Viy (Blu-ray Review)

  • Reviewed by: Tim Salmons
  • Review Date: Apr 09, 2020
  • Format: Blu-ray Disc
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Viy (Blu-ray Review)


Konstantin Yershov, Georgi Kropachyov

Release Date(s)

1967 (December 10, 2019)


Luch/Mosfilm (Severin Films)
  • Film/Program Grade: B-
  • Video Grade: B+
  • Audio Grade: B
  • Extras Grade: C+

Viy (Blu-ray Disc)



Severin Films has been busy releasing a variety of films as of late, from Eurosleaze to the erotic to the undervalued, all on Blu-ray with fresh film transfers and extras. Their last several titles have been no different, offering up a kaleidoscope of cinema’s mostly forgotten films.

Viy is a Soviet Union horror film released in 1967, based upon the novel of the same name by Nikolai Gogol. In it, a priest in training named Khoma (Leonid Kuravlyov) is sent to a small village where the body of a dead woman, whom they believe to be a witch, is being kept in a church nearby. Khoma is hired by the girl’s father to stand watch over the course of three nights and to pray for her soul. However, during his vigil, the girl gets up out of her coffin, threatening him with curses and visions of ghosts and goblins, as well as the titular monster of ancient folklore.

What makes Viy stand apart, aside from its story which builds its tension over the course of the three nights as the attacks on Khoma gradually worsen, is the look of the film. It’s incredibly well-shot with genuine moments of suspense. The witch is truly unnerving, particularly during her moments of anger when the sun rises and she must return to her coffin. The most disappointing moment of the film comes with the appearance of its monster, which is not at all scary, tipping into camp territory unintentionally. However, the other elements surrounding it outshine it, making Viy an undervalued genre film during a period before Russian filmmaking’s golden age.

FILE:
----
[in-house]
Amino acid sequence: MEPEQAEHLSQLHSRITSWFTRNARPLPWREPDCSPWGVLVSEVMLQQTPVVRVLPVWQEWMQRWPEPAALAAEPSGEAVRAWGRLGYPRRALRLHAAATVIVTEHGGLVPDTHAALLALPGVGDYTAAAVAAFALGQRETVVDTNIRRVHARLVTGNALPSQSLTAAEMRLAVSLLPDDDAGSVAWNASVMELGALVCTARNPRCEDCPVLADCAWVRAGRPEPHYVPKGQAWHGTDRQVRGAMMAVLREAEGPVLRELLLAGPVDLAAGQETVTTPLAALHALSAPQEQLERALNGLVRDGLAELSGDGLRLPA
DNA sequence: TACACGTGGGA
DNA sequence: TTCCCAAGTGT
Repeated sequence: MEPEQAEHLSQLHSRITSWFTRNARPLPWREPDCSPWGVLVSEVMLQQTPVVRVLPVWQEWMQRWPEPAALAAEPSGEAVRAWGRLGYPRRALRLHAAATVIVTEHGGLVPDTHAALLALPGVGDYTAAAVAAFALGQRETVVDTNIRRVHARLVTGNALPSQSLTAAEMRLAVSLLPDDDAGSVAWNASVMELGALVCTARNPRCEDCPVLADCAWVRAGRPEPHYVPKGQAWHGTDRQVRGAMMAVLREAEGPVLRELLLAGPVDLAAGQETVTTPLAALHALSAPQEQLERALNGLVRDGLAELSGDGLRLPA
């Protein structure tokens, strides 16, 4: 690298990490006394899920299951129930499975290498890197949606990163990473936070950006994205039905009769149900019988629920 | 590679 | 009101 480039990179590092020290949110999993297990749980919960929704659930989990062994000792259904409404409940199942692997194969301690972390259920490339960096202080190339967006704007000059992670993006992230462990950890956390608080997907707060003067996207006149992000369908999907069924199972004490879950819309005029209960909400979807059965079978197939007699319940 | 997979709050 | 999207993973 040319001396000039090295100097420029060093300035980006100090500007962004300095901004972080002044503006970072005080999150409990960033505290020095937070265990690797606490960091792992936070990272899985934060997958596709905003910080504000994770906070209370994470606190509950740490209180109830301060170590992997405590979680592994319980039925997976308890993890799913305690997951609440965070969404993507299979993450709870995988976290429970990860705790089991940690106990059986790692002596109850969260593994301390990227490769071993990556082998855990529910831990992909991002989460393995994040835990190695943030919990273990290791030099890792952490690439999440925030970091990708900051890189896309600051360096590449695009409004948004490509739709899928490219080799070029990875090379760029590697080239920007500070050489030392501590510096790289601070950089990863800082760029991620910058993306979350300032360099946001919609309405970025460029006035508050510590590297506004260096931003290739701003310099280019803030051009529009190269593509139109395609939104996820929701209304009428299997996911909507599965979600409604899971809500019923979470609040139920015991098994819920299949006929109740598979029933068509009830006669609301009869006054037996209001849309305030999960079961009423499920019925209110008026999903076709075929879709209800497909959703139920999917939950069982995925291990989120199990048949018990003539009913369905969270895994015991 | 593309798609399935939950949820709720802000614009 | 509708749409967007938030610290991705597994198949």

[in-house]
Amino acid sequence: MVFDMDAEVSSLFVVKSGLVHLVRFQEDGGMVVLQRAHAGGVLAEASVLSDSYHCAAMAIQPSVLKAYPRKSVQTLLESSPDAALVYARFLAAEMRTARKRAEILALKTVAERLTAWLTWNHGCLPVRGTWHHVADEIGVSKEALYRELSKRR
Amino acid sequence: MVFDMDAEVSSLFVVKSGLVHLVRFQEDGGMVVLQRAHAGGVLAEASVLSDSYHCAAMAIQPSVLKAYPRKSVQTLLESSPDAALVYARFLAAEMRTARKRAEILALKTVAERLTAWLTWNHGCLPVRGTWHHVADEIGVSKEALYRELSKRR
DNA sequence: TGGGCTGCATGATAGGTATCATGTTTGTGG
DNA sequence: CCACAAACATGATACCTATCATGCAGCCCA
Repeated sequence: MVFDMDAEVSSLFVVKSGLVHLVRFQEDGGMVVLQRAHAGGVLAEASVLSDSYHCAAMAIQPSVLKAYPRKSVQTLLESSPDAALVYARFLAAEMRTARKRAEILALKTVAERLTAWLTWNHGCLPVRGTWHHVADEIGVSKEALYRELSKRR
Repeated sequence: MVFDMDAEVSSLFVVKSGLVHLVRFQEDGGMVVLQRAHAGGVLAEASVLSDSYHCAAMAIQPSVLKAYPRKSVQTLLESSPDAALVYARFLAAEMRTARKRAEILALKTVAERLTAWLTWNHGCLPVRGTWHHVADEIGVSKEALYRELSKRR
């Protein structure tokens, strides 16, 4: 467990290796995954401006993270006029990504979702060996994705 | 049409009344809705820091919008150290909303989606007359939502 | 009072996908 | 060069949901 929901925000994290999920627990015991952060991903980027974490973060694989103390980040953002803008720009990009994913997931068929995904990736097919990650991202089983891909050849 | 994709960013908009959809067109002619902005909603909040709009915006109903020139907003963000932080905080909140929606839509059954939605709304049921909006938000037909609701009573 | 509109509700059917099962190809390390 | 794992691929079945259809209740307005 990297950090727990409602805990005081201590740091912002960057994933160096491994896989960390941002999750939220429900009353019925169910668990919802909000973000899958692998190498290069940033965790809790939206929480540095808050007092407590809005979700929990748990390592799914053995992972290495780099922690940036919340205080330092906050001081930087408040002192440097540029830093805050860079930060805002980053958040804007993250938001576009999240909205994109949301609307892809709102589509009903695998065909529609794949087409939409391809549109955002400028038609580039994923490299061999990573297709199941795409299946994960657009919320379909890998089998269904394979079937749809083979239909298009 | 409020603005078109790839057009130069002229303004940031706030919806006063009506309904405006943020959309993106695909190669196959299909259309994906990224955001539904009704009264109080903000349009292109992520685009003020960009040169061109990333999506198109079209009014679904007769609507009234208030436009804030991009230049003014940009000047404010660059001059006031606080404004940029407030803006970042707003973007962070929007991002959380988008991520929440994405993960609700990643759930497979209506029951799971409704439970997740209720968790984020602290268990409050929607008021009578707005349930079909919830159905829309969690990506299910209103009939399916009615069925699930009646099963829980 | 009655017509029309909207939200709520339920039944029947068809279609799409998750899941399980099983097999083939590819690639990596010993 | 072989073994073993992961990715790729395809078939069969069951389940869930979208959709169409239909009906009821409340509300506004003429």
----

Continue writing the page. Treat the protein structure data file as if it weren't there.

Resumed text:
According to the marketing materials, Viy has been “remastered in HD for the first time ever,” though the source is not identified. It’s a solid high definition presentation, appearing quite natural with excellent color. However, there are minor moments of color fluctuation. The audio is included in Russian and English 2.0 mono DTS-HD. Both tracks feature clear dialogue exchanges and a strong score, though sound effects aren’t always that impactful. The English dub sounds a bit more mechanical, comparatively. English subtitles are also provided for both tracks.

Extras include the following:

  • Viy the Vampire: An Interview with Richard Stanley (HD – 22:57)
  • From the Woods to the Cosmos: John Leman Riley on the History of Soviet Fantasy and Sci-Fi Film (HD – 34:46)
  • Viy Trailer (SD – 1:53)
  • The Portrait Short Film (SD – 5:23)
  • The Queen of Spades Short Film (SD – 6:25)
  • Satan Exultant Short Film (SD – 9:09)

Viy is certainly a title worth your attention if you’re a fan of off-the-wall cinema.

– Tim Salmons

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